“From the results of certain streams, you can see that all the streams, except for very few, MUDA actually got less than 50 per cent of the votes from these young voters,” said Prof Chin.
“Of course, this is not foolproof but it is sort of an indicator of the overall voting pattern,” he added.
Parti Islam Se-Malaysia’s (PAS) youth chief Ahmad Fadhli Shaari said that the party is still conducting research on youth voters. But he believes that fielding younger candidates did not necessarily have a big impact, as many of them lost in Johor as well.
“I believe that young voters, especially those (around) 18 years old would follow their family traditions. There are no significant signs that can be assumed to be patterns,” he told CNA.
PAS won one seat in the Johor polls, out of the 15 it contested in.
He said that moving forward, PAS and PN had to present a more youth-friendly image, with their manifestos touching on issues that affect this group.
“I can sum up that after graduation at 25, voters will start to think about their future. Issues such as their first house and job opportunities will come to the fore,” Mr Ahmad said.
“Issues of integrity are seen to be not as important. The people don’t care about these issues as long as they are able to eat and live.”
Newly elected Democratic Action Party (DAP) deputy youth chief Young Syefura Othman told CNA that there were perceptions that the youth votes would be in favour of the opposition, but this was not necessarily the case in Johor.
“They might be young, but they are able to make their own choices. For me it is good that they are involved in the democratic process so that they can be the determinants of policies that are good for them,” said Mdm Young Syefura, who is the Ketari assemblyman in the state of Pahang.
WHAT PARTIES NEED TO DO
Given the significance of the youth voters, political parties are thinking hard in terms of how to capture their mindshare. And this typically has to begin with dialogue and voter education, said those interviewed by CNA.
UMNO information chief Shahril Sufian Hamdan told CNA that the results of the Johor polls showed that no single party will be able to monopolise the youth votes.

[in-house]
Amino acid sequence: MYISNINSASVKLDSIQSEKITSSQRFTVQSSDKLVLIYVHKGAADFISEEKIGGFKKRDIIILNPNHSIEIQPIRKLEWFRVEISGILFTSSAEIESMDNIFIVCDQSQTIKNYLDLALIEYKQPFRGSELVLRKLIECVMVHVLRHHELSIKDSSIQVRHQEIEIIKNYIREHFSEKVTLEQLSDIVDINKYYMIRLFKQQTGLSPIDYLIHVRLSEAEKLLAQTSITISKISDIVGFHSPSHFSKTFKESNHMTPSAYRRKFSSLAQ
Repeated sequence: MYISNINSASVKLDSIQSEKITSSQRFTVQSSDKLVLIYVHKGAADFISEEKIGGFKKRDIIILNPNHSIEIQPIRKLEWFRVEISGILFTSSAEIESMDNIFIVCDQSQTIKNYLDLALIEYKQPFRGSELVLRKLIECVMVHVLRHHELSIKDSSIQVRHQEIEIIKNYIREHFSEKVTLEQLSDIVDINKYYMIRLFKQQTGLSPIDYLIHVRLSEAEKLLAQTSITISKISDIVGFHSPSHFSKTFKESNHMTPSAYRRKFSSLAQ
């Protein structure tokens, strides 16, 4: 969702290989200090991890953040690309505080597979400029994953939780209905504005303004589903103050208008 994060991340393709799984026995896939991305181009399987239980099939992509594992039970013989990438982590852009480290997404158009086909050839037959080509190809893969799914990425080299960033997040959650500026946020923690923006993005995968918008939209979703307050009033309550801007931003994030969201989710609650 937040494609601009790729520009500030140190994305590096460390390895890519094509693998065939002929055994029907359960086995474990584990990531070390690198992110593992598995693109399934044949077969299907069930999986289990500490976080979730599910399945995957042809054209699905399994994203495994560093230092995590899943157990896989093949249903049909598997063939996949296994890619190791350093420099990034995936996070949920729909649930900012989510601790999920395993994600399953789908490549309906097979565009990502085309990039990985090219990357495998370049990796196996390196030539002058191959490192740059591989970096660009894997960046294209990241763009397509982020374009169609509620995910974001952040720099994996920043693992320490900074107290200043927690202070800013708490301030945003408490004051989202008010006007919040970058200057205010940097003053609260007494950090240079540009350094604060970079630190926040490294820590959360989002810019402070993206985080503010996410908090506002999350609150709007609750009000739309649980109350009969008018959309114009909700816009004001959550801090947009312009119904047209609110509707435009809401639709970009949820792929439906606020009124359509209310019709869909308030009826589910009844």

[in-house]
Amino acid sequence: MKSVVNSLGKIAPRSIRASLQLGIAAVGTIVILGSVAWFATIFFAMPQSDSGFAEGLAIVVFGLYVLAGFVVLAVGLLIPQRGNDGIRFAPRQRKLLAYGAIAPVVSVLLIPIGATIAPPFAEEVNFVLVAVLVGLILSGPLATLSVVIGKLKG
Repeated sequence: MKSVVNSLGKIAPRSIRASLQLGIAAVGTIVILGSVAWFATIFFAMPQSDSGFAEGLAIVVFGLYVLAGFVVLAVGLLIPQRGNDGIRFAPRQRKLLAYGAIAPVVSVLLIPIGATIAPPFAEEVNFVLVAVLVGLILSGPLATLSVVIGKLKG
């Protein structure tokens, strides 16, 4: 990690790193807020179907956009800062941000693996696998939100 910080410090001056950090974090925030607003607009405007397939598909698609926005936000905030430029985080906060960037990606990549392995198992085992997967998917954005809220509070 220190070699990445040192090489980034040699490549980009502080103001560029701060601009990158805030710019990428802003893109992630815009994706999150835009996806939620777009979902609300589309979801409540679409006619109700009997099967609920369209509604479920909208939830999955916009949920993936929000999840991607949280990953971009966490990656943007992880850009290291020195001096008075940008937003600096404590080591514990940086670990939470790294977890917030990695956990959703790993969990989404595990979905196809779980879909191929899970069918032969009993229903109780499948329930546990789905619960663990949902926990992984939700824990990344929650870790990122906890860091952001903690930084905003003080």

“Just because they are young, it doesn’t mean that they are more likely to vote against the current government of the day,” he said, adding that the party could also claim a slice of the reform agenda which young people tend to gravitate towards.
Mr Shahril, who is also UMNO’s deputy youth chief, said that as the 18- to 40-year-olds make up a majority of voters, it is important for the party to understand their aspirations. This is because policy decisions would impact them the most.
He added that UMNO will be launching a school of politics or democracy where it can play its part in voter education.
He acknowledged that other parties have started similar initiatives and UMNO may have to play catch up.
“To get (the youths’) attention, we need to first convince them that politics is a worthwhile endeavour and that every decision has an impact on their lives, be it directly or indirectly.
“It is extremely important that we include them in the conversation and convince them that their views and thoughts indeed matter,” he said.
Mr Shahril said that youth voters are susceptible to sudden swings since the vast majority has very little party loyalty.
“What is certain is that the young want policies that will benefit them and this means talking about the economy, jobs, work-life balance, higher quality of life, climate change and big topics that will shape the future. Whoever can credibly make the case on those issues will have an edge,” he said.
For now, DAP’s Mdm Young Syefura said all political parties have to mobilise their youth wings to conduct awareness campaigns on political education and the importance of politics in daily life.
“These campaigns have to be creative and not stereotypical like before, through talks and seminars,” she said.
She also said political parties have to be creative in getting close to youths. This meant engaging them based on their interests and inclinations genuinely.
She added that while social media outreach is important, political parties still have to go to the ground to understand the sentiments of voters.
“There are some young people who may use social media as a medium to unwind. So, if we only use it to spread awareness, it may not be comprehensive,” Mdm Young Syefura said.
“Getting their involvement is difficult. New and creative ideas are very important to make sure that the messages are conveyed.”
However, Prof Chin of the University of Tasmania cautioned that although garnering youth votes is important for the political parties, this alone may not be “big enough” to influence the outcome of the next general election.
“Malaysia politics is still very much driven by identity politics. Factors like the supremacy of Malay rights, political Islam, minority rights and happiness with the state of the economy, all these are linked to identity politics,” he said.
He added that issues like political Islam, which cuts across the segments of Malaysia’s majority Muslim community, will remain key.
“When these voters grow up, they become part of the mainstream and the idealism goes out of the window,” Prof Chin added.